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Eimeria tenella genome view
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     Lineage: Eukaryota; Alveolata; Apicomplexa; Conoidasida; Coccidia; Eucoccidiorida; Eimeriorina; Eimeriidae; Eimeria; Eimeria tenella

The Sanger Center, in collaboration with the Institute of Animal Health, Compton, UK, are sequencing the Eimeria tenella genome. Funds are provided by BBSRC. The sequencing strategy is whole shotgun sequence until 5x genome coverage has been achieved.

Eimeria tenella has a 60 MB genome, organized in 14 chromosomes that range in size from 1Mb to over 6Mb. The GC content is 53%. Two major ribosomal DNA clusters have been characterized and mapped respectively as tandem arrays to chromosome 10 (500 copies of a 730bp 5S unit) and chromosome 12 (140 copies of an 8 Kb 18S-5.8S-28S unit). Both clusters account for 2.5% of the genome.

Genetic linkage mapping of E. tenella determined 16 linkage groups which define 12 chromosomes and a further 57 unlinked groups (the latter not displayed here). This data was obtained from Shirley MW and Harvey DA, 2000 Genome Res. 10:1587-93.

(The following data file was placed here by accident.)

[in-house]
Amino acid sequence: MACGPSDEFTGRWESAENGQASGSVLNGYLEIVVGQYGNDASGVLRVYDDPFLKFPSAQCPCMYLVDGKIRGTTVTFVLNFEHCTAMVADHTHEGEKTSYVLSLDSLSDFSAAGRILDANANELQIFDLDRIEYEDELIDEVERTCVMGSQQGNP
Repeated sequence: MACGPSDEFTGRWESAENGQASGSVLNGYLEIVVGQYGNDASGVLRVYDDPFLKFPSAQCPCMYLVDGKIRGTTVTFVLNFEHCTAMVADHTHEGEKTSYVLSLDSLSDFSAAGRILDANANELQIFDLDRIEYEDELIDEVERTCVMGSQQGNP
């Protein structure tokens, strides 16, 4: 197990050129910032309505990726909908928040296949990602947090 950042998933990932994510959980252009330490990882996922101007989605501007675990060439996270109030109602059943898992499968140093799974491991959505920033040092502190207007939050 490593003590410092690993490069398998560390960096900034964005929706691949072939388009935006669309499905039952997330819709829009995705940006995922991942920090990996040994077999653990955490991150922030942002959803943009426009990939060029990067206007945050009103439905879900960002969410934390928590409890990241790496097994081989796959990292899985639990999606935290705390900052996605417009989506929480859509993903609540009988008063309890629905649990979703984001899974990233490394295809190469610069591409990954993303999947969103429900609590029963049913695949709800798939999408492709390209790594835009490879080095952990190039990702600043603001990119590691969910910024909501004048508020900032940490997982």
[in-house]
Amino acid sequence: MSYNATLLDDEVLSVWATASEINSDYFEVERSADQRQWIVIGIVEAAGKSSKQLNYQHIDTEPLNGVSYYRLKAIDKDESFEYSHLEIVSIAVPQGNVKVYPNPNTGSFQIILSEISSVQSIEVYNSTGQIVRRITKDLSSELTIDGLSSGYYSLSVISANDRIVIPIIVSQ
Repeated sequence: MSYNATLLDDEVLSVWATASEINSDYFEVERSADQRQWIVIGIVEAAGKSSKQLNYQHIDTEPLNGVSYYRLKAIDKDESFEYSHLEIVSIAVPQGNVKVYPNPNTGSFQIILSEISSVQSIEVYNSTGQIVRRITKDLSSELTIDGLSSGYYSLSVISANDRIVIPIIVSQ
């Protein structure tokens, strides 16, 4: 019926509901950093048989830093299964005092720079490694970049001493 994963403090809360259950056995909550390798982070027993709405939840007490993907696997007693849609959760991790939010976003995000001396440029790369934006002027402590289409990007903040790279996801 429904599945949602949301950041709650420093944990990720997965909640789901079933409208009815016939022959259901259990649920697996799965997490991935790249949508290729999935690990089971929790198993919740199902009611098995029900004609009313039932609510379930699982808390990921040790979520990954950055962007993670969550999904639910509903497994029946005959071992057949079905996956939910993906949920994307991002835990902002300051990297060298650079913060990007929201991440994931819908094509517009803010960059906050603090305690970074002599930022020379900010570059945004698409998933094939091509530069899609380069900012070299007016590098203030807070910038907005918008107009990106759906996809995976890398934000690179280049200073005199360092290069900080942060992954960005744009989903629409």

A complementary effort is being carried out by the Genome Sequencing Center at the Washington University School of Medicine, Saint Louis, to sequence E. tenella strain Houghton. Additionaly, a total of 13,190 ESTs have been generated from this apicomplexan parasite. Eimeria sp are obligate, intracellular protozoan parasites which belong to the phylum Apicomplexa and are closely related to Plasmodium (the causative agents of malaria) and the zoonotic parasites Toxoplasma and Cryptosporidium. E. tenella develops within epithelial cells that line the intestinal tract of domestic fowl and probably also infects most of the 30 billion chickens reared annually for meat worldwide. The clinical disease is called caecal coccidiosis.

In common with other apicomplexan parasites, E. tenella is characterized by an endogenous developmental life cycle that comprises sequential phases of asexual reproduction followed by a terminal phase of sexual reproduction in which gametes fuse to produce a transient diploid nucleus (a zygote) that gives rise to haploid sporozoites. Differently from other apicomplexans, E. tenella have a direct life cycle occurring in only a single host. Therefore this organism represents a model system to study the genetic loci implicated in the regulation of the parasite life cycle.

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Last modified: Sep 8 2008





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